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Joy of Museums

Museums, Art Galleries and Historical Sites

Milos

Milos by Joy of Museums

Milos

Milos is a volcanic Greek island in the Aegean Sea and is the most southwestern island in the Cyclades group. The island is famous for the statue of the “Venus de Milo”, which is now in the Louvre, and for some other famous sculptures in other world-leading museums.

Obsidian, which is a glass-like volcanic rock, was a highly prized commodity as early as 15,000 years ago. This natural glass from Milos’ quarries was highly valued and was transported over long distances and used for razor-sharp “stone tools” well before farming.  The mining of obsidian did not lead to the development of permanent habitation or manufacturing on the island. The position of Milos, between mainland Greece and Crete, and its possession of obsidian, made it an important centre of early Aegean civilisation. However, in the Bronze Age, Milos lost its arms-making importance when bronze became the preferred material for the manufacture of weapons.

Milos like many of the Aegean Islands was influenced and invaded by the successive wave of civilisations and dominant powers that swept the Cycladic Islands: Minoan, Mycenaean, Dorian, Athenians, Spartans, Macedonian, Roman, Byzantium, Crusaders, Venetians, Ottomans, Russians and then eventually part of the modern Greek state.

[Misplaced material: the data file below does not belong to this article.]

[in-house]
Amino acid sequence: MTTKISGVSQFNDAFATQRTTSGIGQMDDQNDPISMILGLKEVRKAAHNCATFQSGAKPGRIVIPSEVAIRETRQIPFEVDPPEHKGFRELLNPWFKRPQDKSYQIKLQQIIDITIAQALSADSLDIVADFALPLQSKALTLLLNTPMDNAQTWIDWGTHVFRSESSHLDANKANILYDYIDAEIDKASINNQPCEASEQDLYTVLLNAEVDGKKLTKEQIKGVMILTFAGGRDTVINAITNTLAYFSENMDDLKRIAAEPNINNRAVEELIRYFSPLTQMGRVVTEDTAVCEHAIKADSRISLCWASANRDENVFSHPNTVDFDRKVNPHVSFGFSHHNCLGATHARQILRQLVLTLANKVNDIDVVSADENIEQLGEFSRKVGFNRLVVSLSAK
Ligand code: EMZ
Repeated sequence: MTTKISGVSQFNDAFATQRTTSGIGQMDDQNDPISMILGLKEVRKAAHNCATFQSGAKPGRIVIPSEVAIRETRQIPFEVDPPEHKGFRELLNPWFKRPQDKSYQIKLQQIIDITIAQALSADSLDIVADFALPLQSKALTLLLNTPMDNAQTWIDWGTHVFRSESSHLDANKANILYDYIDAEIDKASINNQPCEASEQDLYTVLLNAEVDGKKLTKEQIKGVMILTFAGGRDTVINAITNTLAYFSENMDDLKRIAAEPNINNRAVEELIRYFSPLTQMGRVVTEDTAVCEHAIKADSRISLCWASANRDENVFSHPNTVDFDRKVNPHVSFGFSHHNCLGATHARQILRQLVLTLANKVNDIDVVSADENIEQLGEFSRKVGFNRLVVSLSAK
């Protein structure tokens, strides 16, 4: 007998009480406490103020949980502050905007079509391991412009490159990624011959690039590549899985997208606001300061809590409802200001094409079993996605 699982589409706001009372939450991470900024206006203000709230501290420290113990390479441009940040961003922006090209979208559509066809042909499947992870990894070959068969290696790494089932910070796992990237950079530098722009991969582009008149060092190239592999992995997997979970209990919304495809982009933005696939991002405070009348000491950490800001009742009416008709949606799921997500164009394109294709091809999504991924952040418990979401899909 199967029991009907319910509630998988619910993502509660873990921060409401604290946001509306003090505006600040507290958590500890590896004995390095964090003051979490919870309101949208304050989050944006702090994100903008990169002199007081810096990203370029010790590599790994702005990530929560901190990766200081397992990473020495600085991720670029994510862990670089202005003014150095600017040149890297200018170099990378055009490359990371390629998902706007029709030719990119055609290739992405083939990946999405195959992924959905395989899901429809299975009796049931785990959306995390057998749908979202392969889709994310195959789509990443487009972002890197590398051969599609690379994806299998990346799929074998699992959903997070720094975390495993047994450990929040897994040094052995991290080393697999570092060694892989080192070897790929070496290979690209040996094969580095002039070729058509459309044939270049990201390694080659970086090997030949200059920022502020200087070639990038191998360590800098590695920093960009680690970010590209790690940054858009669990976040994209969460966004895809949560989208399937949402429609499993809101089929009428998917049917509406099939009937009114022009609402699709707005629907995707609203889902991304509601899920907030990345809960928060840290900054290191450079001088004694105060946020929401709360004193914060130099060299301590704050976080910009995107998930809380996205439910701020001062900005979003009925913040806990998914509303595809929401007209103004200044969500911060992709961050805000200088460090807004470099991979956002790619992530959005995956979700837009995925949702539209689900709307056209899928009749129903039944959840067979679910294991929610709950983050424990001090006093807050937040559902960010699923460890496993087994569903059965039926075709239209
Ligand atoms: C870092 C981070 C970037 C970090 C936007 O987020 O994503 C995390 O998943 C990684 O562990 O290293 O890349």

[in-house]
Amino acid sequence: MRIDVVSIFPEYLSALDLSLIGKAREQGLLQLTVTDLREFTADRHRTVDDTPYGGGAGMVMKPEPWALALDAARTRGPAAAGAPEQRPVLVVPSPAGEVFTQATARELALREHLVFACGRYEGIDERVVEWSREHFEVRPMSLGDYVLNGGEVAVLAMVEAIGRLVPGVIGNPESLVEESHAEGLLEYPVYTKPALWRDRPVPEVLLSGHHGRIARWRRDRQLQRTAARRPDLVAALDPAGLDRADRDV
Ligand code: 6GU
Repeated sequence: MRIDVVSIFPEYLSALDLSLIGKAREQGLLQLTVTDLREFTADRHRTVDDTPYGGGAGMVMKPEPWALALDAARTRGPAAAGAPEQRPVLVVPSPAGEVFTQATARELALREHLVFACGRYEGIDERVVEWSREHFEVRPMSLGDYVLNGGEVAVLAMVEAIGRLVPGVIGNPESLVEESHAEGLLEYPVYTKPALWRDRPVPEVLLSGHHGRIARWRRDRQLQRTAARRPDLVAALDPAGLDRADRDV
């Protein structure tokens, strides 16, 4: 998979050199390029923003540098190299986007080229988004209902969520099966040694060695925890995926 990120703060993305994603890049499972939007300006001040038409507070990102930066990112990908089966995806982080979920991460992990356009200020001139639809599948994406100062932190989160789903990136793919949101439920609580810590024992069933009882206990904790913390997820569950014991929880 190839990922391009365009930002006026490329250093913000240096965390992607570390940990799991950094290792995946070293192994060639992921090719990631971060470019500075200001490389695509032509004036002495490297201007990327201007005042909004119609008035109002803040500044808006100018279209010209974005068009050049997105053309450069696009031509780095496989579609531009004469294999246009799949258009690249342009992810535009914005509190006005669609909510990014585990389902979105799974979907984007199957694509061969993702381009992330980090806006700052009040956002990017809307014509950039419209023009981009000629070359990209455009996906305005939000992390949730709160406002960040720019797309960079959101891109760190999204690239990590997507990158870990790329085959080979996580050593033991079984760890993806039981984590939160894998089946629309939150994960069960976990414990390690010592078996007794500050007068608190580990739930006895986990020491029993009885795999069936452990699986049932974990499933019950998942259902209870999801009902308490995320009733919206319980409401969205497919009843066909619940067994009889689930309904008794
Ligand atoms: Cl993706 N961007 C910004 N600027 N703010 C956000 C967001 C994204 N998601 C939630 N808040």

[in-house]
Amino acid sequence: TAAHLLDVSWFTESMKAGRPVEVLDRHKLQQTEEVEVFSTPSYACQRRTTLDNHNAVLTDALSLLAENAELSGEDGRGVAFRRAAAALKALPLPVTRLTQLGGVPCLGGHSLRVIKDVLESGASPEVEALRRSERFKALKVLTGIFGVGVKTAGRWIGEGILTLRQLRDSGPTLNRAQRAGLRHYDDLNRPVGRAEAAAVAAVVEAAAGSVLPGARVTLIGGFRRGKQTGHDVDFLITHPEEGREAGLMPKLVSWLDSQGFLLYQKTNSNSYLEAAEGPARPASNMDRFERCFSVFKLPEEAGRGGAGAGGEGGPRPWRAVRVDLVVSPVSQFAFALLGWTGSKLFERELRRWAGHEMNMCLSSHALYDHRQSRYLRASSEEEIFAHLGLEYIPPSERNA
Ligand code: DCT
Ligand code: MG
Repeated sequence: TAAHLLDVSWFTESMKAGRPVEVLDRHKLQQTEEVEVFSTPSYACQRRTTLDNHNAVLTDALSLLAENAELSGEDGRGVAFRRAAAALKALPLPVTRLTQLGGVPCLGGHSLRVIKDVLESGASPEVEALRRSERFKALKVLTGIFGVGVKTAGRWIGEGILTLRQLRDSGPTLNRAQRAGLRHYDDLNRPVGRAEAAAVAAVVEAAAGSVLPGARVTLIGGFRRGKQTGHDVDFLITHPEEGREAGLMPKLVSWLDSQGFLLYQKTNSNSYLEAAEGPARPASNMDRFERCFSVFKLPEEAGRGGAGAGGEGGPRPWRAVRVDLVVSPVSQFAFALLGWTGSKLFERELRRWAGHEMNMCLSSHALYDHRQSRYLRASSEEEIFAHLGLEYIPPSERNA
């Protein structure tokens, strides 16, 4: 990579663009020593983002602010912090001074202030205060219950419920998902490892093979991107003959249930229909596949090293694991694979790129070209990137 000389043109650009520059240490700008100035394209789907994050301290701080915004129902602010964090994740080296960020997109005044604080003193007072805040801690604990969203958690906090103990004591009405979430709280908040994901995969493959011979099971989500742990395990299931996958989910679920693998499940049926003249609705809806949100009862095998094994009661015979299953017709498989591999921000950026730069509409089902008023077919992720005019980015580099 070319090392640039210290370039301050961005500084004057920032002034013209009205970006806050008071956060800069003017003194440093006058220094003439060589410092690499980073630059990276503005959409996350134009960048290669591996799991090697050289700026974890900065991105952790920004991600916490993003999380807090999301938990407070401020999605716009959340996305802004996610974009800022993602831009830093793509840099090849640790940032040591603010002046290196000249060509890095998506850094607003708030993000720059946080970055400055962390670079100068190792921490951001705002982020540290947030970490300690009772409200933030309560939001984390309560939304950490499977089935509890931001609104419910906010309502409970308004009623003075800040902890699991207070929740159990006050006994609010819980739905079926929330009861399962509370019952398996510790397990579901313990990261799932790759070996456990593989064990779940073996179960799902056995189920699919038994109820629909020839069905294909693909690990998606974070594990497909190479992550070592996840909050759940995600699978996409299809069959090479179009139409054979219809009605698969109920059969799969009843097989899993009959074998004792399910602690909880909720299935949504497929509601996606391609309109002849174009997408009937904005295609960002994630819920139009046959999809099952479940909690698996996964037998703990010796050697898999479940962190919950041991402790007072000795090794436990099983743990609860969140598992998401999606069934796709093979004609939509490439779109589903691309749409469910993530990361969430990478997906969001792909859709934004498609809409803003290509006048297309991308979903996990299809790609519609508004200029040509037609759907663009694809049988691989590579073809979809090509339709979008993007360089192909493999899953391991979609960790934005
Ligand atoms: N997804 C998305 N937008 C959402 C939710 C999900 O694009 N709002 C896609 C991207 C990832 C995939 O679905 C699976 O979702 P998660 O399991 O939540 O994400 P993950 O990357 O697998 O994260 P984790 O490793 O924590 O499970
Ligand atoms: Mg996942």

Milos Museums and Historical Sites

Greek Proverbs and Quotes

Milos Museums and Historical Sites

  • Island:            Milos or Melos
  • Greek:            Μήλος
  • Population:    5,000
  • Country:         Greece

Milos Map

 

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“I felt once more how simple and frugal a thing is happiness:
a glass of wine, a roast chestnut, a wretched little brazier, the sound of the sea.
Nothing else.”

– Nikos Kazantzakis

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Photo Credit: Eugen Kalloch [CC BY-SA 3.0 (https://creativecommons.org/licenses/by-sa/3.0)]

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